Sorry, Congress. On Seal Conservation, Obama Goes it Alone.

Elephant seals are seen on the Piedras Blancas' beach, near Carmel, California, 25 December 2006.
National Journal
Clare Foran
March 11, 2014, 10:39 a.m.

When Pres­id­ent Obama told Con­gress he was go­ing to use his “phone and pen” to push policy without law­makers’ per­mis­sion, seal and seabird con­ser­va­tion prob­ably didn’t top his agenda.

Nev­er­the­less, Obama on Tues­day uni­lat­er­ally ex­pan­ded a na­tion­al monu­ment in North­ern Cali­for­nia, adding new pro­tec­tions for thou­sands of acres of Pa­cific coast­line. The newly pro­tec­ted land, which is about 100 miles up the coast from San Fran­cisco, is part of the Point Arena pub­lic lands — a swath of coast­line that provides hab­it­at for a string of threatened creatures, in­clud­ing an en­dangered beaver spe­cies and the Cali­for­nia red-legged frog.

It’s also a mar­ine-mam­mal bon­anza, ac­cord­ing to the White House, which billed it as home to “har­bor seals, Steller sea lions, and an oc­ca­sion­al ele­phant seal.”

But though seal hab­it­at is hardly a hot top­ic in the end­less Belt­way battles, Obama’s monu­ment des­ig­na­tion nev­er­the­less found its way in­to the on­go­ing power struggle between the pres­id­ent and con­gres­sion­al Re­pub­lic­ans.

To ex­pand the monu­ment, Obama used the An­tiquit­ies Act, a cen­tury-old stat­ute that al­lows the pres­id­ent to cre­ate na­tion­al monu­ments by use of ex­ec­ut­ive ac­tion. Obama has now used that au­thor­ity to make 10 such des­ig­na­tions. Without it, cre­at­ing monu­ments would re­quire an act of Con­gress.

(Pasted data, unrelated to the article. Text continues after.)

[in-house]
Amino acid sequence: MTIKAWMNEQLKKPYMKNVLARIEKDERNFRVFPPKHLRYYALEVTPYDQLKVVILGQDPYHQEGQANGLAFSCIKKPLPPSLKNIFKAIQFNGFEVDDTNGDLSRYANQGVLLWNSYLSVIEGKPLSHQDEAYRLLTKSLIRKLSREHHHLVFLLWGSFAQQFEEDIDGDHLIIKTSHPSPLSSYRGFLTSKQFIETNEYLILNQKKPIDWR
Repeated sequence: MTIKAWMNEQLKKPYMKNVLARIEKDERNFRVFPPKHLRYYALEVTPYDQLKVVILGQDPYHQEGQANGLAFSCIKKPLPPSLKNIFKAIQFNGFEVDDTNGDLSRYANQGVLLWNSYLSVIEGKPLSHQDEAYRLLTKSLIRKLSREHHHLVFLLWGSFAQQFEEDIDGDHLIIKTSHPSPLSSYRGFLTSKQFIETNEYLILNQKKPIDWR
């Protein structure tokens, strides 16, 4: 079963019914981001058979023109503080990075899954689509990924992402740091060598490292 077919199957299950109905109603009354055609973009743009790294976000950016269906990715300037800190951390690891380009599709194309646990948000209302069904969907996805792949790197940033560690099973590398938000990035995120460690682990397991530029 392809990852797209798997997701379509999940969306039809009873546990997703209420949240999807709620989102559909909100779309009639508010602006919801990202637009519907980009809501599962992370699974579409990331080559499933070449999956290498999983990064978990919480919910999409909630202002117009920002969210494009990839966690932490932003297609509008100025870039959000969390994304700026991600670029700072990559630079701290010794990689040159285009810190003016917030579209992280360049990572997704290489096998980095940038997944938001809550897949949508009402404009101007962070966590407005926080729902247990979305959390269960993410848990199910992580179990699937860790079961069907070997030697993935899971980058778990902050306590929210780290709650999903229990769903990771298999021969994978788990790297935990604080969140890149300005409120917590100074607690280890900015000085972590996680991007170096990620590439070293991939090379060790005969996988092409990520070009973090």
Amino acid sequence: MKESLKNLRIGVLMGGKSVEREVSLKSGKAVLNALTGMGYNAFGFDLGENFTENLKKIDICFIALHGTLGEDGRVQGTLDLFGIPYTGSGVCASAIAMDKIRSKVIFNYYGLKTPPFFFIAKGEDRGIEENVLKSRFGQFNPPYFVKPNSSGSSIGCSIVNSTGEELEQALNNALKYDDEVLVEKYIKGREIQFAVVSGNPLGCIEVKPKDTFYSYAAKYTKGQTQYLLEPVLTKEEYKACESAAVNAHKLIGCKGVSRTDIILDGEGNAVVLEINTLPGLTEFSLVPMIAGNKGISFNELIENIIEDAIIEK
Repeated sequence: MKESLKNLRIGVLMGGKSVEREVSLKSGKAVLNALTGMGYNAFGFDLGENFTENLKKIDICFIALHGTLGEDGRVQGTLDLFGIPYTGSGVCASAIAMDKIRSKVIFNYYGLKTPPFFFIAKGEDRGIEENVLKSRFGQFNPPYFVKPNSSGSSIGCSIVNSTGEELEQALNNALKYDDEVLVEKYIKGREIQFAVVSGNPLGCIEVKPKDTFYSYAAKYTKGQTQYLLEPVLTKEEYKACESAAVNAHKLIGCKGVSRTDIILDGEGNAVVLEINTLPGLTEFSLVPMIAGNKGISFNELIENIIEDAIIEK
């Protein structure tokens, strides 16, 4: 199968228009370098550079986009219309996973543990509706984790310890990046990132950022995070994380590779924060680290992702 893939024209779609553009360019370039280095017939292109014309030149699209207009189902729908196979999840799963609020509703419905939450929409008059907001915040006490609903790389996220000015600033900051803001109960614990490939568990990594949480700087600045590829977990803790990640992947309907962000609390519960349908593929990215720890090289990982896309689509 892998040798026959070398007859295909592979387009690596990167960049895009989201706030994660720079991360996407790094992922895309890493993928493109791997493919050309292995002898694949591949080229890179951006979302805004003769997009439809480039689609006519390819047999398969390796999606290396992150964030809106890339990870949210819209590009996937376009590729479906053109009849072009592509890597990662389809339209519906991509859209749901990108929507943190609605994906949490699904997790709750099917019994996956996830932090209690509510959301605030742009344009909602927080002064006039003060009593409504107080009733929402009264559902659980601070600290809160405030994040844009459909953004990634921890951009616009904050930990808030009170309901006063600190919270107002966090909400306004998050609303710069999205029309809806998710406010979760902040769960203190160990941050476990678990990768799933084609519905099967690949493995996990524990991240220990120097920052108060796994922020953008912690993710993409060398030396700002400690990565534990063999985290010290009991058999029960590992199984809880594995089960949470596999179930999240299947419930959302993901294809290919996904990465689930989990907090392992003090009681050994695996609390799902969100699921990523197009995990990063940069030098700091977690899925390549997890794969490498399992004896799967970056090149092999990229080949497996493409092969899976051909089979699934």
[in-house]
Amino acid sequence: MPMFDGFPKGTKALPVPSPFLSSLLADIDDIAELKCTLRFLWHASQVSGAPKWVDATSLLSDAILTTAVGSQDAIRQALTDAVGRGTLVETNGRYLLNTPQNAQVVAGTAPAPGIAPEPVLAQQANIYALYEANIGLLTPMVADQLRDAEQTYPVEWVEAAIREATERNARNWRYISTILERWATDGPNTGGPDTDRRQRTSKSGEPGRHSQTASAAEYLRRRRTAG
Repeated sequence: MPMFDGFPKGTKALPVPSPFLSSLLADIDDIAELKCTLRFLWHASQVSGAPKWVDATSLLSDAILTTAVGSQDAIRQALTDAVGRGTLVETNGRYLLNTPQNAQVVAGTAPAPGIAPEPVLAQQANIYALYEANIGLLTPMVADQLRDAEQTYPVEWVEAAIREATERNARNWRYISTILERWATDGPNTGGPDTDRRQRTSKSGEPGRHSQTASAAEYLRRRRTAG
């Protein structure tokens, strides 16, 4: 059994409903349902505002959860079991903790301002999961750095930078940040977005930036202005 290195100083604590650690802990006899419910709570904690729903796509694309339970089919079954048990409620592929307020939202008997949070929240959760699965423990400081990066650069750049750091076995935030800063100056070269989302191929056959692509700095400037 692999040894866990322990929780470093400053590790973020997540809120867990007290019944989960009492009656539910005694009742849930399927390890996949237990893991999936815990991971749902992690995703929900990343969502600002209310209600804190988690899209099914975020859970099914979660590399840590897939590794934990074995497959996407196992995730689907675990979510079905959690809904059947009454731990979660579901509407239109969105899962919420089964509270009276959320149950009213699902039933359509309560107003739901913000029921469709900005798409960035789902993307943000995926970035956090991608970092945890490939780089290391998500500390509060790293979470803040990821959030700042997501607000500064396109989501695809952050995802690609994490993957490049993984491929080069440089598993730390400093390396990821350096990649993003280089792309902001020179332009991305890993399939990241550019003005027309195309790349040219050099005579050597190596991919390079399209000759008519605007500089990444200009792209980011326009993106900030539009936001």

Doc Hast­ings, the Wash­ing­ton Re­pub­lic­an atop the House Nat­ur­al Re­sources Com­mit­tee, ripped the pres­id­ent for go­ing it alone. The House passed le­gis­la­tion to ex­pand the Cali­for­nia monu­ment in Ju­ly, and Hast­ings said Obama should have waited for — or de­man­ded that — the Sen­ate take ac­tion on its own ver­sion of the bill.

“In­stead of us­ing im­per­i­al powers, the pres­id­ent should pick up the phone and call upon Sen­ate Demo­crats to take ac­tion,” Hast­ings said in a state­ment. “There is no in­her­ent danger to this area of com­pel­ling reas­on for the pres­id­ent to take uni­lat­er­al ac­tion now. The Sen­ate simply needs to do their job and pass the bill.”

More broadly, however, con­gres­sion­al im­passe has kept con­ser­va­tion des­ig­na­tions at a stand­still. The 112th Con­gress was the first in more than four dec­ades not to pass le­gis­la­tion des­ig­nat­ing a single new acre of wil­der­ness.

Demo­crats and en­vir­on­ment­al groups have tra­di­tion­ally pushed such des­ig­na­tions. Re­pub­lic­ans have been gen­er­ally wary of them, as they’ve been hes­it­ant to put re­stric­tions on en­ergy de­vel­op­ment and fre­quently de­man­ded such des­ig­na­tion have near-un­an­im­ous loc­al sup­port.

That grid­lock, however, may be crack­ing, if only slightly: The House last week voted to grant wil­der­ness pro­tec­tion for sev­er­al thou­sand acres of Michigan shoreline. The Sen­ate had already ap­proved the meas­ure, and — with a soon-to-be-is­sued sig­na­ture from Obama — it will mark the 113th Con­gress’s first suc­cess­ful land-con­ser­va­tion des­ig­na­tion.

What We're Following See More »
STAFF PICKS
These (Supposed) Iowa and NH Escorts Tell All
8 hours ago
NATIONAL JOURNAL AFTER DARK

Before we get to the specifics of this exposé about escorts working the Iowa and New Hampshire primary crowds, let’s get three things out of the way: 1.) It’s from Cosmopolitan; 2.) most of the women quoted use fake (if colorful) names; and 3.) again, it’s from Cosmopolitan. That said, here’s what we learned: